As authoritarian, repressive and nationalistic political leaders and parties proliferate and the Western democracies waver in the face of the globalization and climate change, it’s reasonable to ask if liberal democracy can survive. Indeed, globalization and its discontents – diminished prospects, resentment, and blame casting – have become a potent political force undermining mutual tolerance, optimism and willingness to compromise without which democracy falters. The non-democratic regimes – China, Russia, Iran, Saudi Arabia, North Korea – see blood in the water and seek to hasten the decline. Others – Hungary, Poland, Turkey – sense the winds and seek to entrench themselves in power through superficially democratic means.
Liberal democracy: an open society with constitutional government based on popular consent, allocation of political power through multi-party elections, separation of powers, rule of law, market economy with private property, and equal protection of human rights, civil rights, civil liberties and political freedom for all regardless of belief, self-identity, race, religion, gender or ethnicity.
Liberal democracy and evolution: Darwinian evolution works through adaption of species to their environment through natural selection, that is, through random mutations, some of which allow individual organisms to reproduce more successfully than others. In this way, a species may evolve over time into something new. Some fail to survive because of environmental changes too rapid to allow time for successful mutations to arise – the Cretaceous impact that wiped out the dinosaurs – or because they become too tied to an environment which then disappears – as happening to lemur species in Madagascar as rain forests fall victim to man.
Although we are social creatures, human nature is highly individualistic. We strive as individuals to survive and thrive in our environment. A liberal democratic society can be thought of as a species that permits the fullest range of random “mutations” as unique individuals are allowed to live and innovate as their individual nature and capabilities allow. Such a society is more likely to successfully meet the challenges of its environment and thrive than one which seeks to limit or control individual variability. Liberal democracy confers evolutionary advantage.
Globalization is an ideology: For decades, liberal democracy has been in the hands of capitalist, rent-seeking elites pushing their self-serving ideology of supra-national, borderless free trade. In the U.S., this has been at the expense of the working class and increased inequality. Those left behind by globalization make up the natural breeding ground of support for the populist, nativist politics used by rightist parties seeking to entrench themselves in power through subverting democratic practices.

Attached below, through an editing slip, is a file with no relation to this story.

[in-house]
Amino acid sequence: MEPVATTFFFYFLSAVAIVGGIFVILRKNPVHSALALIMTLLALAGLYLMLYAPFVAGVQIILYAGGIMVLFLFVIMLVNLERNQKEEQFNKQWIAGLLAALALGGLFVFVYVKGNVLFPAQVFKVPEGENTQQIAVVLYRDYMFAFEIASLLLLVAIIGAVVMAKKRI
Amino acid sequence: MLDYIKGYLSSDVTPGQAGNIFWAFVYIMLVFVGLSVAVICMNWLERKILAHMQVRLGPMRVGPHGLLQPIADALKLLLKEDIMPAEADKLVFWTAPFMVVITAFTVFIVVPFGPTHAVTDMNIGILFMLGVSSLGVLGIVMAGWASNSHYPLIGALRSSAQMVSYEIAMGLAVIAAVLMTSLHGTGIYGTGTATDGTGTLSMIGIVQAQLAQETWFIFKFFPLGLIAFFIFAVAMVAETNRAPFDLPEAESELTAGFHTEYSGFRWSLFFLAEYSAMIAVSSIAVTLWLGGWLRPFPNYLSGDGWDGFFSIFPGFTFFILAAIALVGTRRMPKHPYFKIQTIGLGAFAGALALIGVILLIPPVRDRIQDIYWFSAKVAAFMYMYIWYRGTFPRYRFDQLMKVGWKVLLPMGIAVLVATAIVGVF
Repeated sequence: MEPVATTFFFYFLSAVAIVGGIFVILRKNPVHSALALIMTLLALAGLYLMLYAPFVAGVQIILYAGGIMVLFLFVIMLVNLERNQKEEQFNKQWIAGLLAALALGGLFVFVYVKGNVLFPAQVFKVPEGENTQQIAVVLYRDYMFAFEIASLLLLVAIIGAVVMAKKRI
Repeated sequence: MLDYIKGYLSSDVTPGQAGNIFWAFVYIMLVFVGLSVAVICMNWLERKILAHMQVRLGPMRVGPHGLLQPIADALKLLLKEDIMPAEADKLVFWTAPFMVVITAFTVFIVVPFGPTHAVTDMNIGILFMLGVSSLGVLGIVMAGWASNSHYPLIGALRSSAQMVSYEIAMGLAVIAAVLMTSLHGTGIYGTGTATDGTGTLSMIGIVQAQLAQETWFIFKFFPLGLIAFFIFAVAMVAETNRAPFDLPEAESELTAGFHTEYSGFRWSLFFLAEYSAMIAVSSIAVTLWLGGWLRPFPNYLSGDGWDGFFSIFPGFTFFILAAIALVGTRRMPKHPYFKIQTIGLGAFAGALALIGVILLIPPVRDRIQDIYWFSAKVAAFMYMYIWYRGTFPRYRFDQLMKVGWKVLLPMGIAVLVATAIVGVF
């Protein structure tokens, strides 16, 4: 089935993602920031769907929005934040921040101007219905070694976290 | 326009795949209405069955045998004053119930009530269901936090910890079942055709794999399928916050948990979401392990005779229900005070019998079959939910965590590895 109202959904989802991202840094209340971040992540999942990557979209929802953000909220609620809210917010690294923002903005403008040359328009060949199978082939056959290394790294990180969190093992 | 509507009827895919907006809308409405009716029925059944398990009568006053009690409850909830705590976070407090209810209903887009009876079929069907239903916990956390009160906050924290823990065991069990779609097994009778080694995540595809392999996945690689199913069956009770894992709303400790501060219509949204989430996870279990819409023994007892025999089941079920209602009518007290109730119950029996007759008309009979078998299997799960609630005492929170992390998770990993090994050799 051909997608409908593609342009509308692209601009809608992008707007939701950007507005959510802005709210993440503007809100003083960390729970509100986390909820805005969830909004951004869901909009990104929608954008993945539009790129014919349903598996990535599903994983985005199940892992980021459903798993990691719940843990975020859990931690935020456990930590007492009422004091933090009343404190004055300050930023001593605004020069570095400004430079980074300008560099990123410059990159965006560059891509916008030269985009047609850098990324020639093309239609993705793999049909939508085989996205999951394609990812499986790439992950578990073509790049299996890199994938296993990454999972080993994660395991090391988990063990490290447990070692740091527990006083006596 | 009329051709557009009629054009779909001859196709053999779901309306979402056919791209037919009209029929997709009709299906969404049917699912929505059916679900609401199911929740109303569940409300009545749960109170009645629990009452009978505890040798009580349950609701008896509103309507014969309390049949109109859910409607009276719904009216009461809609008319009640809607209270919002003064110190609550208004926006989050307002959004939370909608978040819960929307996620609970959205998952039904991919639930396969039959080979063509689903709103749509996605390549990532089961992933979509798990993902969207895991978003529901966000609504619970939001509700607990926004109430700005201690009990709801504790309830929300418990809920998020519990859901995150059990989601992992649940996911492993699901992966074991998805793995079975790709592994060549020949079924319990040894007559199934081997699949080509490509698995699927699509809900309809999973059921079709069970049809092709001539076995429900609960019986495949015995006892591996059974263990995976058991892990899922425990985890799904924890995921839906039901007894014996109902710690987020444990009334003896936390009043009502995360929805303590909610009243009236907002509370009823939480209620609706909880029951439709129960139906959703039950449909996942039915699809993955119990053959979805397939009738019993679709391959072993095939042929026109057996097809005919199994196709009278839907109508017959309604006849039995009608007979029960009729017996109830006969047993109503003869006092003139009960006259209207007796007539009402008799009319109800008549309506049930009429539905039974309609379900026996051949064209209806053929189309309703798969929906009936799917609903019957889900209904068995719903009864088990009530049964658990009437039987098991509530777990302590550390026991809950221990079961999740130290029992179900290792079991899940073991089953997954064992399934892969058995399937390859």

But there is nothing sacrosanct about globalization. There is no reason why a polity could not decide to place limits on international capitalism within its borders. It might well value policies in support of domestic labor and domestic production even if it led to higher prices. These could be offset through creation of better paid union jobs, addressing economic inequality with higher minimum wages and perhaps guaranteed minimum incomes, higher taxes on the wealthy and big corporations and rebuilding industry and extending infrastructure green.
Building it back better: Liberal democracy’s evolutionary advantage lies in openness to random change, i.e. economic, technological, cultural and social innovation. To reach its potential, innovation needs enabling infrastructure and a population with full access to public primary and secondary education and opportunities for university and technical and vocational training. It requires mass communication and transport systems available everywhere and at every level. In the U.S., government played a large role here through providing postal services, building roads and supporting rail systems. These could be brought into the 21st Century by bringing free broadband Internet to every home, small business, library and school. Efficient mass transport networks in cities and through small towns and rural areas would allow decentralization of economic activity without requiring more cars. The Postal Service – with its presence everywhere – provides outlets for delivering not only mail and goods at reasonable cost but also direct government services for individuals and businesses. Government spending to connect and empower small businesses and green industry and innovators would be productive even if it increased debt.
Liberal democracy has considerable advantages over control systems. If the human species – facing our self-created singularity – has a future, it will be in the hands of something like liberal democracy. Survival demands the fullest range of mutation and adaption of which humans are capable. This can be a future in which the United States plays a leading role. Our democracy can fail only at our hands.